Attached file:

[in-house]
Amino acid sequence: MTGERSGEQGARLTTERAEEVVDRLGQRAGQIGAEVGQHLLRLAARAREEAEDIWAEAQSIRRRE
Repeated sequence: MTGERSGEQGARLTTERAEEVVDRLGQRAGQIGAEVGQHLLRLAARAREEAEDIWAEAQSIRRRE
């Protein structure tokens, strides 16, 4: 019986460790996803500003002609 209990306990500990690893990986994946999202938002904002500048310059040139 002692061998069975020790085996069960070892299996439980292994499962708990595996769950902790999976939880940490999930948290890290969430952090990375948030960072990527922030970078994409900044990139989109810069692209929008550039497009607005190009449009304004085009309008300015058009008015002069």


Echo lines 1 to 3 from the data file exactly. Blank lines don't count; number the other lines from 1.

[in-house]
Amino acid sequence: MTGERSGEQGARLTTERAEEVVDRLGQRAGQIGAEVGQHLLRLAARAREEAEDIWAEAQSIRRRE
Repeated sequence: MTGERSGEQGARLTTERAEEVVDRLGQRAGQIGAEVGQHLLRLAARAREEAEDIWAEAQSIRRRE